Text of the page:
Economy and Class Structure by Rosemary Crompton, Jon Gubbay (auth.)

By Rosemary Crompton, Jon Gubbay (auth.)

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The occupational structure of manufacturing industry was therefore relatively undifferentiated in terms of both skill and status, a majority of manual workers were serviced by a small 'managerial' stratum which overlapped to a considerable extent with the owner/entrepreneur and his family connections. Although industrial production dominated the British economy by the 1850s, a substantial minority of the occupied population was still engaged in agriculture; in the 1840s, for example, more than a quarter of the working population in Great Britain was located in the agricultural sector.

The state's role, however, especially in England, was largely indirect, and bore no resemblence to the direct intervention increasingly characteristic of the modern state. State activities in England during industrialisation have been described as 'negative intervention'- that is, the state played an active role in dismanding many pre-capitalist, pre-industrial restrictions, thus facilitating the full and free development of market activity. 5 The state has historically provided 'externalities' during the process of industrialisation, that is, the provision of 46 ECONOMY AND CLASS STRUCTURE services such as transport, or technical education.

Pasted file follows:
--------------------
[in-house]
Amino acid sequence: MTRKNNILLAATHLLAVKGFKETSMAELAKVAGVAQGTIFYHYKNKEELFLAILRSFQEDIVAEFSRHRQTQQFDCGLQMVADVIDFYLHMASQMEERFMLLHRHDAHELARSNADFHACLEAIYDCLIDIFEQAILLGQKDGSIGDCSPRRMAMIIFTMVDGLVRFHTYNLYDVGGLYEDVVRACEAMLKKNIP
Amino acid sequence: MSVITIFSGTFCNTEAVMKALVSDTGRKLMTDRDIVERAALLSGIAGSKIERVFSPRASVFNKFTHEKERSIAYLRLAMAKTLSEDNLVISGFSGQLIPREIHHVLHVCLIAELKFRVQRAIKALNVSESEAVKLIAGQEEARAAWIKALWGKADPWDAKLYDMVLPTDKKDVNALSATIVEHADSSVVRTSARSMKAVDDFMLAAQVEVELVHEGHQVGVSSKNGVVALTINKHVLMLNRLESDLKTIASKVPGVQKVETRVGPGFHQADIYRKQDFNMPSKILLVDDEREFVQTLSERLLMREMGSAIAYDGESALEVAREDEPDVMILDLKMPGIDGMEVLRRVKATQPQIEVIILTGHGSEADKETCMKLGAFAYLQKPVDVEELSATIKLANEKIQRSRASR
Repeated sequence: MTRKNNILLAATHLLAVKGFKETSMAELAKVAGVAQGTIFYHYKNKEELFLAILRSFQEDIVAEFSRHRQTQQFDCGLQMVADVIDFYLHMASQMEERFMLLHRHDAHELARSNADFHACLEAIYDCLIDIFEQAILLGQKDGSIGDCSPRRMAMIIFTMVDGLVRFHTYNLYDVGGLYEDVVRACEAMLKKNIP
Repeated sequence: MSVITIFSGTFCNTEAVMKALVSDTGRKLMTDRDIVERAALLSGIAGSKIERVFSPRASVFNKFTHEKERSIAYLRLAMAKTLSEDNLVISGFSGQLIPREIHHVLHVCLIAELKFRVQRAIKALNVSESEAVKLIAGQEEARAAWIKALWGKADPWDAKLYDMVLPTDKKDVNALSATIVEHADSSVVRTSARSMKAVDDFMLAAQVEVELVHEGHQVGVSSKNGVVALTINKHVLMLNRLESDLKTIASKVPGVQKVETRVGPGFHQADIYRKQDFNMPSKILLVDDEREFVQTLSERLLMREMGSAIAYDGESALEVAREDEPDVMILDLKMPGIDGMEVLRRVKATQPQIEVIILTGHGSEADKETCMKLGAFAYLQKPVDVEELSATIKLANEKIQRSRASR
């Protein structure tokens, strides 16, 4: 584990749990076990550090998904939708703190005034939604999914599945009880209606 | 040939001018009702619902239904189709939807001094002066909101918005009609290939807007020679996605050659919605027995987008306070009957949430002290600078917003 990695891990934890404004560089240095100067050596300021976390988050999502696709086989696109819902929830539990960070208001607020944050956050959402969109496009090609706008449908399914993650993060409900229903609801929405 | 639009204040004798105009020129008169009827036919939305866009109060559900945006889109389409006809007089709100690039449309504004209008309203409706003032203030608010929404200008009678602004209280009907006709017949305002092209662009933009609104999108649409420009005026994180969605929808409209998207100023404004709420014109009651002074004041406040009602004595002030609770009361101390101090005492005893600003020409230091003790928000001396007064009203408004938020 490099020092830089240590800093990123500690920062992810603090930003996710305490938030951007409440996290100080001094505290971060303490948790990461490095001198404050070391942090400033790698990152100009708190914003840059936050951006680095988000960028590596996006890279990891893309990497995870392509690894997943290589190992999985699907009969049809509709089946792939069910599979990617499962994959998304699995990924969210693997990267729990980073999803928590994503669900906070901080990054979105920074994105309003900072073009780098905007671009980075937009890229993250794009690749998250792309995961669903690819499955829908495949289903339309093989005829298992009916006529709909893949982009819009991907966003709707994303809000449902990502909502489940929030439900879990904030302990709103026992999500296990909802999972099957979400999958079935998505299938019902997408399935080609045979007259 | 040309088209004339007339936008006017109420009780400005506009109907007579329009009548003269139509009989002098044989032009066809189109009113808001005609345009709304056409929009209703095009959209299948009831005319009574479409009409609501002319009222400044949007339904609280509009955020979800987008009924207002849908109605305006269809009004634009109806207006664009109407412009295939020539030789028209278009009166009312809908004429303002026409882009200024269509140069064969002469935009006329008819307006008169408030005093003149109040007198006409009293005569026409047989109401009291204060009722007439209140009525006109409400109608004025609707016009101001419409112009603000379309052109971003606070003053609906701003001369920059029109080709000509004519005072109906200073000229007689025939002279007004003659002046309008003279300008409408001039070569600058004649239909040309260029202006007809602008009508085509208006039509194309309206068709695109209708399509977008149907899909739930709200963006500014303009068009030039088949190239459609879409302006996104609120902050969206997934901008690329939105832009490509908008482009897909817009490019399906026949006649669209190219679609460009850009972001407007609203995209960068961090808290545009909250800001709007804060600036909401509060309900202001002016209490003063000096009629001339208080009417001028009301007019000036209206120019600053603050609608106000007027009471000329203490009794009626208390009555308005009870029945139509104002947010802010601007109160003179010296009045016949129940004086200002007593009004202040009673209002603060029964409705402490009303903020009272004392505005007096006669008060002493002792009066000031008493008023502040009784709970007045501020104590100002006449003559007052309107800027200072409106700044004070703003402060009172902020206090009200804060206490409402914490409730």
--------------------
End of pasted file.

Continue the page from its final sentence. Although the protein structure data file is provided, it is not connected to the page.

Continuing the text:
Particularly significant for Marx's analysis (and predictions) has been the emergence of the middle class stratum, a heterogeneous group of occupations including managers, higher and lower professionals, civil servants, technicians, clerks, etc. Characterisitically these groups draw better material rewards than manual workers, but these rewards are not usually derived from property rights but from the real or supposed value of the work or services performed. In Chapter Three we noted the difficulties which the emergence of the middle class presents for Marxist class analysis.

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